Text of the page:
Ohio's elections chief asked the U.S. Supreme Court to intervene in a dispute over whether the state was required to do more to help counties verify voter eligibility.
Secretary of State Jennifer Brunner, a Democrat, filed an appeal with the high court late Wednesday, her spokesman Jeff Ortega said Thursday.
On Tuesday, the 6th U.S. Circuit Court of Appeals in Cincinnati sided with the Ohio Republican Party and ordered Brunner to set up a system that provided names of newly registered voters whose driver's license numbers or Social Security numbers didn't match records in other government databases.
The GOP contended the information for counties would help prevent fraud.
But Brunner told the Supreme Court, "If the 6th Circuit's decision is allowed to stand, an untold number of legitimate voters in Ohio will be forced to re-establish the bona fides of their vote before the county boards of elections, or they will stay home out of frustration or confusion."
Her appeal brief also argued that the Republicans' fears of voter fraud are unsubstantiated and "hardly warrant such monumental interference with the electoral process."
Brunner said mismatches between records could be the product of simple spelling errors or other innocent discrepancies, and that federal law never intended for mismatches to be the only grounds for disqualifying voters.
At least 200,000 newly registered voters have mismatched data, according to an initial review by Brunner's office. About 666,000 Ohioans registered to vote since January, many before the Democratic presidential primary election between Sens. Barack Obama and Hillary Rodham Clinton in March.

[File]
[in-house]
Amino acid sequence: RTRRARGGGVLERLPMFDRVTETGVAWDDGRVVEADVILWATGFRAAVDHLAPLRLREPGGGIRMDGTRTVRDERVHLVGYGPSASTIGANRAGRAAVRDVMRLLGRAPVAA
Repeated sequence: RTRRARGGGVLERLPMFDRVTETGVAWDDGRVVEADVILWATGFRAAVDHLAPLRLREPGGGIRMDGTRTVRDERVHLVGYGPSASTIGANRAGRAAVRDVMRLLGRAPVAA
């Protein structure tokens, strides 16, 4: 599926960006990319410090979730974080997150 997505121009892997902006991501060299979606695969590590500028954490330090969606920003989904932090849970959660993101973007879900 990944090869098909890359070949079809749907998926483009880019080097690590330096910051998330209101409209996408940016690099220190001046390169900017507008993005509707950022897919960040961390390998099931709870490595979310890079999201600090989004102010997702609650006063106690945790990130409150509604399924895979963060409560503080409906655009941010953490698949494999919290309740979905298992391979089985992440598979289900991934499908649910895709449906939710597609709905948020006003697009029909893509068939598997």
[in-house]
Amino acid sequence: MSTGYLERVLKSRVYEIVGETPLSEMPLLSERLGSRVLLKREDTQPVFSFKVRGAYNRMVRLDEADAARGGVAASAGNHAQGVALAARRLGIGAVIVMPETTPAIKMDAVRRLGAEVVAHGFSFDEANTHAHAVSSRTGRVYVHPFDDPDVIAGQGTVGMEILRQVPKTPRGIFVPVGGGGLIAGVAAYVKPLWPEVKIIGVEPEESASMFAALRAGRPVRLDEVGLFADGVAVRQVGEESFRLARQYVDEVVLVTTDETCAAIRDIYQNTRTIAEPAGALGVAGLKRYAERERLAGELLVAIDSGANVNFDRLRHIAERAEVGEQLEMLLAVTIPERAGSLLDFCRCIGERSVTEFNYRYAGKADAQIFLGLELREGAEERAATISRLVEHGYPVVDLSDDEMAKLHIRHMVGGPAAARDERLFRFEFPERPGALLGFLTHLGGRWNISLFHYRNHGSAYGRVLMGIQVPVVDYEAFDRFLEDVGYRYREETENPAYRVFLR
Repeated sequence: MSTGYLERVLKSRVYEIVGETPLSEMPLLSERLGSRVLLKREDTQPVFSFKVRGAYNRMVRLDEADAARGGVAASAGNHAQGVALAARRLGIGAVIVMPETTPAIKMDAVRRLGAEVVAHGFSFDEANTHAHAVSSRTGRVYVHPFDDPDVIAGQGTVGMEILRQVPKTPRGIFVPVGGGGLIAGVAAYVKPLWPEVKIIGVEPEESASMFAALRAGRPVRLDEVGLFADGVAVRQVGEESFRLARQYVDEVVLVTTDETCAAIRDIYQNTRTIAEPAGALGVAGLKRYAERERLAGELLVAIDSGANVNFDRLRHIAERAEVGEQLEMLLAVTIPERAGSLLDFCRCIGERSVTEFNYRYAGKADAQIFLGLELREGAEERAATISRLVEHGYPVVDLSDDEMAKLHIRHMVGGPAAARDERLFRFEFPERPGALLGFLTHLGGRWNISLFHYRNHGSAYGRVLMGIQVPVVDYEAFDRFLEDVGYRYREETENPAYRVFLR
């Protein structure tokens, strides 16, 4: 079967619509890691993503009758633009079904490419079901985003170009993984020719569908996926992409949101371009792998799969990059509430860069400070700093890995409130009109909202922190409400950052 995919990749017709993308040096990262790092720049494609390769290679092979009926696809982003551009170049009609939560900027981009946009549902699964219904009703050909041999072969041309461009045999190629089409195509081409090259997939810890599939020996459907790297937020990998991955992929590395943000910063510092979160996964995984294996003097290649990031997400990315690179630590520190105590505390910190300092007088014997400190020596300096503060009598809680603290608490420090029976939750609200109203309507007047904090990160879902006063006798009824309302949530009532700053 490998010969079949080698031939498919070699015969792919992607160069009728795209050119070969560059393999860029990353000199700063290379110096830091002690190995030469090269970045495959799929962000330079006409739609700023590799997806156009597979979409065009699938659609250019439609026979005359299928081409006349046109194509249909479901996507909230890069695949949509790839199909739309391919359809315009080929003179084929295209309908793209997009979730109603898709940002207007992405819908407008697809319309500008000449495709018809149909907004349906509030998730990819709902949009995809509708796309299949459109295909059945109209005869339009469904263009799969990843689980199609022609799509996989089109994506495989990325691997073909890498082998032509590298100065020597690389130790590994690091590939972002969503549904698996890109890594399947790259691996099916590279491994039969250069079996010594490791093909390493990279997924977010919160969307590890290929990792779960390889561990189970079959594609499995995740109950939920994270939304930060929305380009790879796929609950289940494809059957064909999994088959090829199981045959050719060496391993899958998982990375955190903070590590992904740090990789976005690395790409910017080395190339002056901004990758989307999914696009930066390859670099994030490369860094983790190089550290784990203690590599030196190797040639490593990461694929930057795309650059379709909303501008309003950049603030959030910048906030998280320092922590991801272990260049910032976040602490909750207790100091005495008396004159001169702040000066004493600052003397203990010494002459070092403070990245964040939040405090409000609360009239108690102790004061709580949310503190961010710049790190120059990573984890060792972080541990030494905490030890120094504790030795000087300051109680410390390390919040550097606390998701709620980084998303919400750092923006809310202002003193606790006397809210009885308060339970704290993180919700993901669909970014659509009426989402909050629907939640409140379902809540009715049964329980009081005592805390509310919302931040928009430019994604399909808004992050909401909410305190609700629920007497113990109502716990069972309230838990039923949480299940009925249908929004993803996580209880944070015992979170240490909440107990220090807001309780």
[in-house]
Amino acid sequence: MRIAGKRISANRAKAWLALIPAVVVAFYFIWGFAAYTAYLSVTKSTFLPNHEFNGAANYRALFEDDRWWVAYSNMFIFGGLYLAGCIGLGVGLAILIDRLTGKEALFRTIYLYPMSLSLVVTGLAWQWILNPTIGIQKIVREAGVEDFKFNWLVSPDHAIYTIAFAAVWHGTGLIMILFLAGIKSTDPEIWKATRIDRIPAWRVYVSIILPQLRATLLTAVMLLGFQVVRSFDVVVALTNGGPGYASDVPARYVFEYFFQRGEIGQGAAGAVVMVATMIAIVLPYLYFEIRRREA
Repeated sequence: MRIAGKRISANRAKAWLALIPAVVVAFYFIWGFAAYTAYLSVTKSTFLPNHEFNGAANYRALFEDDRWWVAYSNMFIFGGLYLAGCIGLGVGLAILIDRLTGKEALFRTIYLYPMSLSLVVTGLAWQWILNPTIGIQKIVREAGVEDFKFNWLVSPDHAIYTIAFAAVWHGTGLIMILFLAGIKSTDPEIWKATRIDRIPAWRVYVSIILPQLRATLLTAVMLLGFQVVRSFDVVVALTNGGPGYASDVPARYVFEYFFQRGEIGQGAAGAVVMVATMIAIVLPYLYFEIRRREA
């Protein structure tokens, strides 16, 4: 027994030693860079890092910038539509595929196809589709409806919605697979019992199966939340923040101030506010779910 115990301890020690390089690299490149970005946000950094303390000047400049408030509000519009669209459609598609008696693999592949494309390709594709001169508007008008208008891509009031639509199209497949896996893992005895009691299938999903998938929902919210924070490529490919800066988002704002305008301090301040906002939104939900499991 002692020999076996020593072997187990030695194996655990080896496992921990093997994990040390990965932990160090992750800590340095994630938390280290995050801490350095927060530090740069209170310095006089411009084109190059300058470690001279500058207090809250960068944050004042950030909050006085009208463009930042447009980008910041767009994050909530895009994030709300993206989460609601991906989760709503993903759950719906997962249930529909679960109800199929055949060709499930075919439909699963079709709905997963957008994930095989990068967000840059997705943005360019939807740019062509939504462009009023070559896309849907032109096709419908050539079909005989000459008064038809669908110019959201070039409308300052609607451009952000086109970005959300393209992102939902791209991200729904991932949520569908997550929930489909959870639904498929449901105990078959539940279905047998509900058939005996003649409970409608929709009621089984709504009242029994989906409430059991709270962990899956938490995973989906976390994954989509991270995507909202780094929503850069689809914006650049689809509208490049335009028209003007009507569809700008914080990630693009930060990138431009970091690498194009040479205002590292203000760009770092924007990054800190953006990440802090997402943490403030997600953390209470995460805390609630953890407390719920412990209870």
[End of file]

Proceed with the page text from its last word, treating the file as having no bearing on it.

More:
Brunner's office said Wednesday that she would comply with the lower court's ruling.
Brunner called the issue a veiled attempt at disenfranchising voters and said other checks exist to help determine eligibility.
She said Republicans were trying to inject confusion at the last minute. The state's database matching registration information against Bureau of Motor Vehicle and Social Security records had been up and running in previous elections, including the 2006 gubernatorial election when Republican Secretary of State Ken Blackwell was in office, she said.
'Attempt to defy the law'
Ohio Republicans issued a statement calling the situation a shameful mess. They criticized her for filing an appeal after first saying she would comply with the earlier court ruling. Brunner said she has already taken steps to comply with the order despite the appeal.
"This appeal is stunning in its attempt to defy the law and conceal the fraud in this election," said Ohio Republican Party Deputy Chairman Kevin DeWine.
In court filings, the GOP had not produced any specific evidence of voting fraud, only unsubstantiated reports that voters from other states had cast fraudulent ballots during early voting.
The party requested registration information for all voters in the state who registered and immediately cast a ballot during a weeklong period from Sept. 30 through Oct. 6.